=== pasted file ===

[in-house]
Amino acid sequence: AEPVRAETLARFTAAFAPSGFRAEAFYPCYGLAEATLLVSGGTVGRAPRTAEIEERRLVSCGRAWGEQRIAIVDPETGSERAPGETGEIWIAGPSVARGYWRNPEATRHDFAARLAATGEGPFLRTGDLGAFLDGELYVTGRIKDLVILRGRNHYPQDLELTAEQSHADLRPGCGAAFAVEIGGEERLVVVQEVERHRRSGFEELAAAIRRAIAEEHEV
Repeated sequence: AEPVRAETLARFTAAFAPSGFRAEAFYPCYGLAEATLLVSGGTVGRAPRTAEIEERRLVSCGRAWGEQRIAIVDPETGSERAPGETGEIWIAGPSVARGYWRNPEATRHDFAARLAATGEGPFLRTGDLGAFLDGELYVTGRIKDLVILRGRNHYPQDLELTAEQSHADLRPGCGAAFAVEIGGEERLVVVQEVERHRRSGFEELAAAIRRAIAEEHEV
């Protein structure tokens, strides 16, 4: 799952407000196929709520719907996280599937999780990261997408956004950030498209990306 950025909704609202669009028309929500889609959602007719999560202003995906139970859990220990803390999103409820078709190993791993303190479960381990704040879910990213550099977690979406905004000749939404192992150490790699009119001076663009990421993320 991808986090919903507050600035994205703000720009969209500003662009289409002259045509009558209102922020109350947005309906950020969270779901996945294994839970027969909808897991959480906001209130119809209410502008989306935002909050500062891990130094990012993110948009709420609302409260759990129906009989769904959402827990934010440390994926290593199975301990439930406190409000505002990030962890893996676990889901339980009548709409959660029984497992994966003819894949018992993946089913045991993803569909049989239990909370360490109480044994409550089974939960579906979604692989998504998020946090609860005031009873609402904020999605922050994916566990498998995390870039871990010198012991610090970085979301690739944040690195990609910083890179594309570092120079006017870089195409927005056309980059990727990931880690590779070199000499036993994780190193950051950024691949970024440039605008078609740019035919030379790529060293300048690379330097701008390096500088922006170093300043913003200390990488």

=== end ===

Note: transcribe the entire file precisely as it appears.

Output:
[in-house]
Amino acid sequence: AEPVRAETLARFTAAFAPSGFRAEAFYPCYGLAEATLLVSGGTVGRAPRTAEIEERRLVSCGRAWGEQRIAIVDPETGSERAPGETGEIWIAGPSVARGYWRNPEATRHDFAARLAATGEGPFLRTGDLGAFLDGELYVTGRIKDLVILRGRNHYPQDLELTAEQSHADLRPGCGAAFAVEIGGEERLVVVQEVERHRRSGFEELAAAIRRAIAEEHEV
Repeated sequence: AEPVRAETLARFTAAFAPSGFRAEAFYPCYGLAEATLLVSGGTVGRAPRTAEIEERRLVSCGRAWGEQRIAIVDPETGSERAPGETGEIWIAGPSVARGYWRNPEATRHDFAARLAATGEGPFLRTGDLGAFLDGELYVTGRIKDLVILRGRNHYPQDLELTAEQSHADLRPGCGAAFAVEIGGEERLVVVQEVERHRRSGFEELAAAIRRAIAEEHEV
């Protein structure tokens, strides 16, 4: 799952407000196929709520719907996280599937999780990261997408956004950030498209990306 950025909704609202669009028309929500889609959602007719999560202003995906139970859990220990803390999103409820078709190993791993303190479960381990704040879910990213550099977690979406905004000749939404192992150490790699009119001076663009990421993320 991808986090919903507050600035994205703000720009969209500003662009289409002259045509009558209102922020109350947005309906950020969270779901996945294994839970027969909808897991959480906001209130119809209410502008989306935002909050500062891990130094990012993110948009709420609302409260759990129906009989769904959402827990934010440390994926290593199975301990439930406190409000505002990030962890893996676990889901339980009548709409959660029984497992994966003819894949018992993946089913045991993803569909049989239990909370360490109480044994409550089974939960579906979604692989998504998020946090609860005031009873609402904020999605922050994916566990498998995390870039871990010198012991610090970085979301690739944040690195990609910083890179594309570092120079006017870089195409927005056309980059990727990931880690590779070199000499036993994780190193950051950024691949970024440039605008078609740019035919030379790529060293300048690379330097701008390096500088922006170093300043913003200390990488």